All you need to know about Australia’s oldest and dirtiest coal fired power station closing this week.
This week, the Hazelwood power station burnt coal for the last time. It’s a win for our climate and the health of the people of the Latrobe Valley. But also highlights a ridiculous lack of planning and care for regional coal communities by our Federal government, who refuse to develop a national coal closure plan.
I'm from Gippsland, so the Latrobe Valley is pretty close to home. Over the past couple of years I’ve had the privilege of getting to hang out with some incredible members of the community who are looking towards a future beyond coal.
There’s a lot of hype in the media around the power station closing, so let me give you the lowdown on why the closure of Hazelwood is a big deal for our climate and the community of the Latrobe Valley.
Hazelwood is really old, like as old as ya old man. It’s a dinosaur, looks like a relic of the soviet union and should have been retired in 2005, the year that Crazy Frog ringtone was the top of the charts (!!!)
photo credit: Jeremy Buckingham MLC
Hazelwood is unsafe to work at. Engie, the majority owners of Hazelwood said it would probably cost them $400 million to get it up to appropriate Worksafe standards. The fact that it’s been operating 12 years past its use by date, and in such need of repair, is a testament to the workers running the station.
The community of the Latrobe Valley have been powering the state of Victoria for over 50 years. You can turn your light on, scroll your news feed and drink your flat white because the people of the Latrobe Valley have dug up and burnt brown coal to create your electricity. I don’t know about you but I think that’s pretty incredible.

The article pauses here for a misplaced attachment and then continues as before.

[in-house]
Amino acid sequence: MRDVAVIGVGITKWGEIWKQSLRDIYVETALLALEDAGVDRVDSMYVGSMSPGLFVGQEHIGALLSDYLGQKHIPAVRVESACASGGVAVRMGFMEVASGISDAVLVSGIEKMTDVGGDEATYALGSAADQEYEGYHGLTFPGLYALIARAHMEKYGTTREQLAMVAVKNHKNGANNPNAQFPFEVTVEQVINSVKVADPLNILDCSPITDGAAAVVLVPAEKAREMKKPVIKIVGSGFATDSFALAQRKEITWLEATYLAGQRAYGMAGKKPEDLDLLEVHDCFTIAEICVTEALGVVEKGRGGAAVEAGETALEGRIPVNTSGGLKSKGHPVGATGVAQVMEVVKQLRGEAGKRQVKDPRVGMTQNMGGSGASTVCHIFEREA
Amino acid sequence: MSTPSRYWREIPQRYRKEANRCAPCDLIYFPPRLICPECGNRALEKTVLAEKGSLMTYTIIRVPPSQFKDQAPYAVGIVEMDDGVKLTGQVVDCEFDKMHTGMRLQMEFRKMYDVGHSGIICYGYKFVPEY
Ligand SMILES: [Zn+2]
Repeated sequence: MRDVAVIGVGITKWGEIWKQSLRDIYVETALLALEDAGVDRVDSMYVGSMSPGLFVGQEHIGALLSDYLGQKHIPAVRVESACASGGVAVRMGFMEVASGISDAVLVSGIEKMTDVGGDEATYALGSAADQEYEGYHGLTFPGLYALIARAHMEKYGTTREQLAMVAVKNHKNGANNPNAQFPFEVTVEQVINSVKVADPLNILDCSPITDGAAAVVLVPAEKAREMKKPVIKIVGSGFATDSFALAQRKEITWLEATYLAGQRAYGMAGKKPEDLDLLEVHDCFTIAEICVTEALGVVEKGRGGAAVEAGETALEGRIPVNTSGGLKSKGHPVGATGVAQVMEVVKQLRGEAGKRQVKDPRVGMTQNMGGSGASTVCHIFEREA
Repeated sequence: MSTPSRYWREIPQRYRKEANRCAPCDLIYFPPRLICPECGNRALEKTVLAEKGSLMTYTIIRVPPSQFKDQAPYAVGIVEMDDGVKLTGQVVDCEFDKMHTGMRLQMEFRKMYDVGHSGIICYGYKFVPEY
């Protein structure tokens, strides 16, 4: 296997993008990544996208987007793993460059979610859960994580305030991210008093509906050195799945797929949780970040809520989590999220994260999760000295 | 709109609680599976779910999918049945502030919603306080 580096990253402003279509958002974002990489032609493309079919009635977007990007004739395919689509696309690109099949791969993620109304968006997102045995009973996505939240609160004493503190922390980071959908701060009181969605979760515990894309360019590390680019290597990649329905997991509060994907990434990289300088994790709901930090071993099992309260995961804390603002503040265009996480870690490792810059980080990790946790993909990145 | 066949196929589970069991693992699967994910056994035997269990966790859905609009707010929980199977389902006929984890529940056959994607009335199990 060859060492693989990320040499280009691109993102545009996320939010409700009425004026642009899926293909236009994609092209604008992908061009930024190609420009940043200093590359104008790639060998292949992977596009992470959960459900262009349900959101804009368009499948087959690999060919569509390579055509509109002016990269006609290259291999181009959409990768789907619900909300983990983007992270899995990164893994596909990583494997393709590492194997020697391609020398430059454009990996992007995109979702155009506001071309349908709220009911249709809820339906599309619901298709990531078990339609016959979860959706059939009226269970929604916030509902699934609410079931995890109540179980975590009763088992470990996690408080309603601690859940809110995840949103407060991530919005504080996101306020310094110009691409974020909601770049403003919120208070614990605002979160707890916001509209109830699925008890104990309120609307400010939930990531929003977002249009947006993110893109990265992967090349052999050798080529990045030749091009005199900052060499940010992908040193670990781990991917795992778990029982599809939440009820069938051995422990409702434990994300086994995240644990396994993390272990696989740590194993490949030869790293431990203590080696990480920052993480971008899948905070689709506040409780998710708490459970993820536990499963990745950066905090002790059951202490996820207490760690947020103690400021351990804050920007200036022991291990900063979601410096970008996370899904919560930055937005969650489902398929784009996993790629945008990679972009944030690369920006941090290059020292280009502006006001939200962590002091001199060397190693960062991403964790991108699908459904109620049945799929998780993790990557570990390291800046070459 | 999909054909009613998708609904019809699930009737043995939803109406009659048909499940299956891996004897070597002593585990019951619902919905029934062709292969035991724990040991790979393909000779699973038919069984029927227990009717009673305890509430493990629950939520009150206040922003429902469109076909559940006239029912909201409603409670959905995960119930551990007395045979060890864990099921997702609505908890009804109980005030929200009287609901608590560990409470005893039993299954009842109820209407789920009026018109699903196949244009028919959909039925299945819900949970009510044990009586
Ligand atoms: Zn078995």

Photo credit: Nick Aberle, Environment Victoria
Coal is dead. Producing energy through the burning of brown coal is pretty rough on the climate. Hazelwood is the most polluting coal fired power station in the country and closing it is going to reduce Victoria’s carbon emissions by 16,000,000 tonnes. Thats some sweet emissions reductions right there.
Air pollution from the operation of Hazelwood has been estimated to kill at least 18 people in Gippsland each year, and make many more people sick. Once Hazelwood is closed, the air in the Latrobe Valley will immediately be cleaner. Well maybe not quite that clean, as there’s still 3 coal fired power stations operating in the Valley, but the air will definitely be cleanER.
photo credit: Jeremy Buckingham MLC
Regional communities have been shafted by the Federal Government and fossil fuel companies. Despite Hazelwood being an ancient relic, and the coal industry on the rapid decline, workers at Hazelwood were given hardly any notice of when they’d no longer have a job.
Australia needs the Federal Government to develop a national transition plan to clean up our energy supply and provide certainty for coal communities. When the government doesn’t have a plan, communities get left in the lurch. Hazelwood will be the 9th coal fired power station to close in Australia in the last 5 years. Anyone else seeing a trend there…?
It’s gonna take years to rehabilitate the mine and dismantle the power station. Roughly 130 workers will be employed during the mine rehabilitation. (No, not the kind of rehabilitation you’re thinking of.) Rehabilitation of a mine means restoring the environment to as close to it’s natural state as possible. At the moment the only idea is to turn the mine into a lake….
This raises a few questions, Lake Hazelwood would be 1.2 times the size of Sydney Harbour. Where are you gonna get that water from? Won’t #climatechange mean that there might not be heaps of that around? Also who wants to swim in filthy coal water??
It reminds me of the part in the Castle where Dale dug a hole, and it's filling with water.
The future of the Latrobe Valley doesn’t depend on coal. Young people in the Latrobe Valley are full of optimism, creativity and resilience. They’re excited about a future beyond coal. They’re helping create new opportunities in their community, setting up solar hot water cooperatives, repowering their schools with renewable energy and being just generally rad teenagers.
Check out year 11 student from Morwell, Ella Darling, talking to ABC live this morning: